Bertozzi Receives Johnson & Johnson Focus Grant to Aid Tumor Vaccine Research

Carolyn Bertozzi receives a congratulatory high-five from Johnson & Johnson representative Joe Dudash. Photo by Jane Scheiber.


Back to April 2002 Newsletter


Carolyn Bertozzi has received a Focused Giving Grant from Johnson & Johnson of $240,000 for her research on the use of synthesized sugars in developing a tumor vaccine.

Bertozzi, professor of chemistry and molecular and cell biology, uses a metabolic engineering approach to alter the structures of sugars on cell surfaces. “We exploit pathways of polysaccharide biosynthesis in the cell,” she explained. “We can feed the cell nonnatural sugars made in the lab, and the cells will convert these substrates to unnatural sugars presented on the cell surface.”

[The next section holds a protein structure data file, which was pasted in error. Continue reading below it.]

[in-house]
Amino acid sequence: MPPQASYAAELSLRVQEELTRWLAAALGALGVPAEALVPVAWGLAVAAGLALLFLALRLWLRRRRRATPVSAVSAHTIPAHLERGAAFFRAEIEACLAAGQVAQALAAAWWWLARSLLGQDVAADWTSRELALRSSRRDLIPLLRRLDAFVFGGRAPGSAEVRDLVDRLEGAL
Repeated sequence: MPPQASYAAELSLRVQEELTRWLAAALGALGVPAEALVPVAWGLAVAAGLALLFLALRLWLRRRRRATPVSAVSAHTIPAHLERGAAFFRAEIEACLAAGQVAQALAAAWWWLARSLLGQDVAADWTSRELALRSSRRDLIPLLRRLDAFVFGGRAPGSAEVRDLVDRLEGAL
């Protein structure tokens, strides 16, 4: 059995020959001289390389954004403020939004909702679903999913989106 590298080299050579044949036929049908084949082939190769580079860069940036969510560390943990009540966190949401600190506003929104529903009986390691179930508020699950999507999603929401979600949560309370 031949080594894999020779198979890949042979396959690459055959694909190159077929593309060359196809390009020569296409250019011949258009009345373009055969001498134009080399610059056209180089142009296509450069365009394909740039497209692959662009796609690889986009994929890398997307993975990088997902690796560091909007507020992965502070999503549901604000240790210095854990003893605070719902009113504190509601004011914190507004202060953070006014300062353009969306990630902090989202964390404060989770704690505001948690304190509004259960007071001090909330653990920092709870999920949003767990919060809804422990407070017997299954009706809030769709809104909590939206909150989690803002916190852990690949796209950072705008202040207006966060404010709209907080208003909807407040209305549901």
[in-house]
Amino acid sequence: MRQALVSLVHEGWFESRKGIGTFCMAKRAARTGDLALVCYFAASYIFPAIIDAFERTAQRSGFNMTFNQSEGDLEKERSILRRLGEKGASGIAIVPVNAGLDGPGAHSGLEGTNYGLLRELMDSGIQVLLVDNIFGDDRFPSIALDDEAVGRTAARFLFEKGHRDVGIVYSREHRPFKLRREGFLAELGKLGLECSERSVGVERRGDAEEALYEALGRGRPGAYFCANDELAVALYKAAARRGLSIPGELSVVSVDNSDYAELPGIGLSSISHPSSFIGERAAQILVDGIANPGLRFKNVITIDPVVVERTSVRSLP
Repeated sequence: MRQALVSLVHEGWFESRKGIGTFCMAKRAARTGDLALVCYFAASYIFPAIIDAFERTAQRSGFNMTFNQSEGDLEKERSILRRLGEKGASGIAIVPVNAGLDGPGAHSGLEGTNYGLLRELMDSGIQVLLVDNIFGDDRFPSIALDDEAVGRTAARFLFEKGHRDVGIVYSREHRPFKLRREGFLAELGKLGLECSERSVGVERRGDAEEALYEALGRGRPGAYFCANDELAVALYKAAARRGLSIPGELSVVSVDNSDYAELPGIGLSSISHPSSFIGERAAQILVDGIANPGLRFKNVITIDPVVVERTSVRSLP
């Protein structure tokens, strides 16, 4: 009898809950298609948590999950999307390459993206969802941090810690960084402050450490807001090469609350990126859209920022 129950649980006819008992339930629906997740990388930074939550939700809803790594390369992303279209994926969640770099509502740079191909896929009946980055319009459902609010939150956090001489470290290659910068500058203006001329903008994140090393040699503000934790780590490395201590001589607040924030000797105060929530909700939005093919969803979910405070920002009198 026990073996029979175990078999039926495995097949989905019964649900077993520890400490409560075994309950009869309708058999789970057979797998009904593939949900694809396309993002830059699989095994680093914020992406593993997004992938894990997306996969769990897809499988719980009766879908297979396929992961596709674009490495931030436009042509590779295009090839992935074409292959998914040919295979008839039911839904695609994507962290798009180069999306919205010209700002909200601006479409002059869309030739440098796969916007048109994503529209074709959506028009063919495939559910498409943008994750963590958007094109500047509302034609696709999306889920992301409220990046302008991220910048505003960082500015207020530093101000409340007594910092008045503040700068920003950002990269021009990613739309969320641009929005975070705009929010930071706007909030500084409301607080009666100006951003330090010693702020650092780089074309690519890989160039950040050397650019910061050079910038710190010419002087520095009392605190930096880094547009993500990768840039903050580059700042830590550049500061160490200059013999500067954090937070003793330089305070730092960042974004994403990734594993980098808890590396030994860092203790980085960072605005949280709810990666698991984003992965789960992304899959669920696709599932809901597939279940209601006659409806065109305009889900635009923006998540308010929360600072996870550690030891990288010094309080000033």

The idea to apply this technique to tumor vaccine therapy was motivated by several studies that have identified unique sugar structures on tumor cells. In principle, a vaccine based on those tumor-associated sugars would stimulate the patient’s own immune system against the tumor cells. In practice, however, tumor-specific sugars are not very immunogenic since they closely resemble normal sugars found on healthy cells. Bertozzi’s use of unnatural sugar metabolism could alter the structures of tumor-associated sugars so that they appear more foreign to the immune system and provoke a more intense reaction against the tumor. Proof-of-concept studies are presently underway by graduate students Jennifer Prescher and George Lemieux.

Johnson & Johnson is one of the world's largest producers of health care products and, through the Focused Giving Program, funds academic investigators doing basic research to advance science and technology in medical fields.